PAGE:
In the footsteps of Anne and Branwell Brontë, who spent time near Thorpe.
Distance 4 miles (6.4km)
Minimum time 2hrs
Level of difficulty Easy
Paths Field paths and lanes, 8 stiles
Landscape Flat farmland
Suggested map aqua3 OS Explorer 289 Leeds, Harrogate, Wetherby & Pontefract
Start/finish SE 459591
Dog friendliness Dogs should be on leads except on metalled tracks around Green Hammerton
Parking Wide verges beside lane, near Thorpe Underwood Water Meadows Fishing Centre
Public toilets None on route
1 Walk along the lane with the Thorpe Underwood Water Meadows Fishing Centre to your left, to reach a Green Hammerton footpath sign on the right by a high brick wall. This is the edge of the Thorpe Underwood estate.
Go over the stile beside the wall and follow the path between the hedge and wall, then straight ahead. Pass an equestrian water-jump and head half right to a stile in the top right-hand corner of the field, beside a wood. Look back to see something of the Thorp Green landscape.
2 Go over the footbridge and follow the waymarked path diagonally across the field to pass between two oak trees. Continue with a hedge and fence to your right for 10yds (9m), then go over a waymarked stile on your right. Go diagonally right across the field to a footbridge in the hedge opposite. Go over the stile at the end of the bridge and follow the hedge on your right, over another two stiles and a footbridge.
3 Continue beside a small wood, over another stile, to a waymark post, then straight ahead across the field towards the farm buildings. The path curves to pass to the right of the buildings. After passing through a gateway by a footpath sign for Thorpe Underwood, turn left at a crossroads down a metalled road. Where the lane divides go, straight ahead through a gateway and continue along the metalled track. Just after the track passes over a stream, take a stile on the left to walk diagonally across the field, making for the right-hand side of the farm buildings. Go through an iron gate on to the farm track and follow the track as it turns right by a willow tree. Continue along the track, which swings left then continues straight ahead. This is part of the route by which Anne Brontë would have made her way from Thorp Green Hall to the railway at Cattal, on the York to Harrogate line, for her rare visits back to her home in Haworth.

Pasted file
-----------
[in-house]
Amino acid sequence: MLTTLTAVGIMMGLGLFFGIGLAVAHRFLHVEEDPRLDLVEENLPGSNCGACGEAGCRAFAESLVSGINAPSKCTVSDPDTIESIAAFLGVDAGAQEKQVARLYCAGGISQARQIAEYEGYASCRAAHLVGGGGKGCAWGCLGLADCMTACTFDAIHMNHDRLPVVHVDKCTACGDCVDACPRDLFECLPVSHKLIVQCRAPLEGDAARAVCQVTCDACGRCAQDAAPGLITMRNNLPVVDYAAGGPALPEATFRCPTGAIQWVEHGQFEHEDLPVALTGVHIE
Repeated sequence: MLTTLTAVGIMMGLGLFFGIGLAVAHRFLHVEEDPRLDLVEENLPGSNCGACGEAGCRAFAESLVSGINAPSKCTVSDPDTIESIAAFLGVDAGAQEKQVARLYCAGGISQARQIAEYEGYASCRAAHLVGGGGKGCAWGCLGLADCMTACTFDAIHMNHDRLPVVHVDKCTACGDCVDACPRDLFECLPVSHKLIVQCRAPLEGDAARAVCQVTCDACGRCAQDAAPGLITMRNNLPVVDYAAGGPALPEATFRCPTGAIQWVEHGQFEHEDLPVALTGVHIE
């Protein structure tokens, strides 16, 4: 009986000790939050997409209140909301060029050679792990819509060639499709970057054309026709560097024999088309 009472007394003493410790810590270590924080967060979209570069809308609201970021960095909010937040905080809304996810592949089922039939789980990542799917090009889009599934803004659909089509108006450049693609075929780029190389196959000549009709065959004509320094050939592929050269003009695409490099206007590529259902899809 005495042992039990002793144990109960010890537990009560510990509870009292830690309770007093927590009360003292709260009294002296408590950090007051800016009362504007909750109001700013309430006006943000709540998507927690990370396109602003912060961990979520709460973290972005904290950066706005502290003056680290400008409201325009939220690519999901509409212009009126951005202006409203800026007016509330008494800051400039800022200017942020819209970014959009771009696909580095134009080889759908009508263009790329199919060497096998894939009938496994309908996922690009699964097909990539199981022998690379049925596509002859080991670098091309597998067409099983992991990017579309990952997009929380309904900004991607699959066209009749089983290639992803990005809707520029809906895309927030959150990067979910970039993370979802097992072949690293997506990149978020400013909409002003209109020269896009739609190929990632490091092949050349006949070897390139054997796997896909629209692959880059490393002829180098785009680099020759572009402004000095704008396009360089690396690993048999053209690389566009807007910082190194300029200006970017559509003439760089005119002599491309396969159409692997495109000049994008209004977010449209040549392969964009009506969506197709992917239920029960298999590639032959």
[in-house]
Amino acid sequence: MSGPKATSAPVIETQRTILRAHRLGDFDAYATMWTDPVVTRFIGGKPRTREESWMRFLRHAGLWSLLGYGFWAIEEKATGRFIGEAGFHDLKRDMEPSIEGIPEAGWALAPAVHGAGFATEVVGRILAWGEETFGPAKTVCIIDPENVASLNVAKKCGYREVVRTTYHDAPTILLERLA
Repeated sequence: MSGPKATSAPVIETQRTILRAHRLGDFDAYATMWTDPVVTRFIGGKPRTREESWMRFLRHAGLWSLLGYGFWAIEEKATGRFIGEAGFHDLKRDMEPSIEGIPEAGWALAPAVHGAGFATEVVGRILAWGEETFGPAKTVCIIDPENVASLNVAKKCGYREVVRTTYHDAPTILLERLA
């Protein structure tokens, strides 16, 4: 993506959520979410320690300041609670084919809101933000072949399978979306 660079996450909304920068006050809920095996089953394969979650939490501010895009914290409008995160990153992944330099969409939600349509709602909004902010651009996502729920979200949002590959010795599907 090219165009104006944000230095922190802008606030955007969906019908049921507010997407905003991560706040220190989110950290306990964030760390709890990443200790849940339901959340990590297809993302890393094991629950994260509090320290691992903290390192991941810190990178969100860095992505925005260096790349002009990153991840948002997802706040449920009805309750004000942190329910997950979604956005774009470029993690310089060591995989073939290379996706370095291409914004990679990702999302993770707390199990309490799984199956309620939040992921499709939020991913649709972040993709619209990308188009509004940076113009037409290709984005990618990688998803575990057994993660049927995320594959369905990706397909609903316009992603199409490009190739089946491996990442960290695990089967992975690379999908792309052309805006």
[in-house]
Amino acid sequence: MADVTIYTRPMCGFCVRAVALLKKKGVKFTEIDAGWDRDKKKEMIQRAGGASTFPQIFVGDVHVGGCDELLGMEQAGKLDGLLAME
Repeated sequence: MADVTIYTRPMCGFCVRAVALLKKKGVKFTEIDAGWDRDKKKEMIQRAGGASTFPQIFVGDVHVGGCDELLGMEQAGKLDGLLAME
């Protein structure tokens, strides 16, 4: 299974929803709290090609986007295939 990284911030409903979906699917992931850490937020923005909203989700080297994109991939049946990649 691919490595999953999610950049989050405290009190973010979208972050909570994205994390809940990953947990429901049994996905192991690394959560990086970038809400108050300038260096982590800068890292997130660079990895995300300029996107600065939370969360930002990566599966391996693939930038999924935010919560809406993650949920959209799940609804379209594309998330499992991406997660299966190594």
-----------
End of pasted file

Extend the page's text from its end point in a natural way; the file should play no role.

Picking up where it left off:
4 Where the main track swings left, go straight on up a lesser track. The track passes beside woodland to a metal gate and comes out on to a lane. Go straight ahead to reach a high brick wall. Behind the wall, and just visible a little further on, is the 'new' Hall, designed in 1912 by York architect Walter Brierley, 'the Lutyens of the North'. The site of Thorp Green Hall was just to the north east of it, overlooking a large circular fishpond, of which Anne Brontë had a view from her room.
5 Follow the wall to a T-junction and turn left. Continue to follow the brick wall, turning left again at the next T-junction, just beyond the post box, and continue along the lane back to the parking place.
Now home to an independent school, Thorpe Underwood Hall was rebuilt in 1912 on the site of the former Thorp Green Hall, where Anne Brontë was governess to the four children of the Revd Edmund Robinson from 1840 to 1845. She had mixed feelings about her position. While she liked the children, she hated being away from her home in Haworth - her poem Lines Written at Thorp Green tells of her loneliness here.
In 1843 Anne's brother Branwell was engaged as tutor to the Robinson's boy. Branwell was ill while he was there - but not so unwell that he was unable to instigate some sort of illicit relationship with Mrs Robinson. Her husband found out and Branwell was dismissed in July 1845; Anne had resigned a month earlier.
There is nowhere directly on the route, though the Bay Horse in Green Hammerton is nearby. It serves real ale and has a beer garden. Food is served at lunchtime and in the evening. On the A59 York to Harrogate road there is a Little Chef restaurant at Skip Bridge, near Kirk Hammerton.
Visit the nearby village of Aldborough, by the River Ure north west of Thorpe Underwood. Set around a green with an ancient church, it is a prosperous and pretty place - and sent two members to Parliament before the Reform Act of 1832. Its origins are much older, though. It was a Roman town, Isurium Brigantium, developing from a camp set up by the Ninth Legion. It's still possible to trace much of the town's outline, and see two mosaic pavements. The little museum contains a collection of finds.
Anne Brontë, in Agnes Grey, said of the area 'The surrounding countryside itself was pleasant, as far as fertile fields, flourishing trees, quiet green lanes, and smiling hedges with wild flowers scattered along their banks, could make it; but it was depressingly flat to one born and nurtured among the rugged hills.' She enjoyed the local walks and her visits to the church at Little Ouseburn, a mile from the Hall. There is a drawing of the bridge that leads to the village by Anne, and also one of the church itself, where the Robinsons once had a private pew and where young Edmund, taught by both Anne and Branwell, was buried in 1869. He was 37 when he died - 20 years later than his tutors. Beside the church is the elegant circular mausoleum of another local family, the Thompsons of Kirby Hall.